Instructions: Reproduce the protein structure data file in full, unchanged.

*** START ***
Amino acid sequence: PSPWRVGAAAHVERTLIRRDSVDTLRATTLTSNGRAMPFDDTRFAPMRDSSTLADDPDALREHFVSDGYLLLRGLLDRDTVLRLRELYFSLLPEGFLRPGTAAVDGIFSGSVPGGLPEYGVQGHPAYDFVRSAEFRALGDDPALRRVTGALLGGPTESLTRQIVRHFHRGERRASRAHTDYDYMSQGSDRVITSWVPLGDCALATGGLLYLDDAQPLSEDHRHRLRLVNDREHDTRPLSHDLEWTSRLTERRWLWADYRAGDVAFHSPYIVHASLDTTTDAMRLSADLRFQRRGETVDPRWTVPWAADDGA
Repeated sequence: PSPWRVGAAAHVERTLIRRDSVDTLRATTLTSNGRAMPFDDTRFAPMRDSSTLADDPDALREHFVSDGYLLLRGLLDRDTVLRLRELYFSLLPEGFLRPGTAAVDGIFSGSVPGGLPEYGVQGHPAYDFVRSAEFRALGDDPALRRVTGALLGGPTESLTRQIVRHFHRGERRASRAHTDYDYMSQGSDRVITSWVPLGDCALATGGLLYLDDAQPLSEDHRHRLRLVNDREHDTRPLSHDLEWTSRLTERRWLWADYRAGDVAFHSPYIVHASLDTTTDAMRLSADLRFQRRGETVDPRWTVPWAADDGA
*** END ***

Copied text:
Amino acid sequence: PSPWRVGAAAHVERTLIRRDSVDTLRATTLTSNGRAMPFDDTRFAPMRDSSTLADDPDALREHFVSDGYLLLRGLLDRDTVLRLRELYFSLLPEGFLRPGTAAVDGIFSGSVPGGLPEYGVQGHPAYDFVRSAEFRALGDDPALRRVTGALLGGPTESLTRQIVRHFHRGERRASRAHTDYDYMSQGSDRVITSWVPLGDCALATGGLLYLDDAQPLSEDHRHRLRLVNDREHDTRPLSHDLEWTSRLTERRWLWADYRAGDVAFHSPYIVHASLDTTTDAMRLSADLRFQRRGETVDPRWTVPWAADDGA
Repeated sequence: PSPWRVGAAAHVERTLIRRDSVDTLRATTLTSNGRAMPFDDTRFAPMRDSSTLADDPDALREHFVSDGYLLLRGLLDRDTVLRLRELYFSLLPEGFLRPGTAAVDGIFSGSVPGGLPEYGVQGHPAYDFVRSAEFRALGDDPALRRVTGALLGGPTESLTRQIVRHFHRGERRASRAHTDYDYMSQGSDRVITSWVPLGDCALATGGLLYLDDAQPLSEDHRHRLRLVNDREHDTRPLSHDLEWTSRLTERRWLWADYRAGDVAFHSPYIVHASLDTTTDAMRLSADLRFQRRGETVDPRWTVPWAADDGA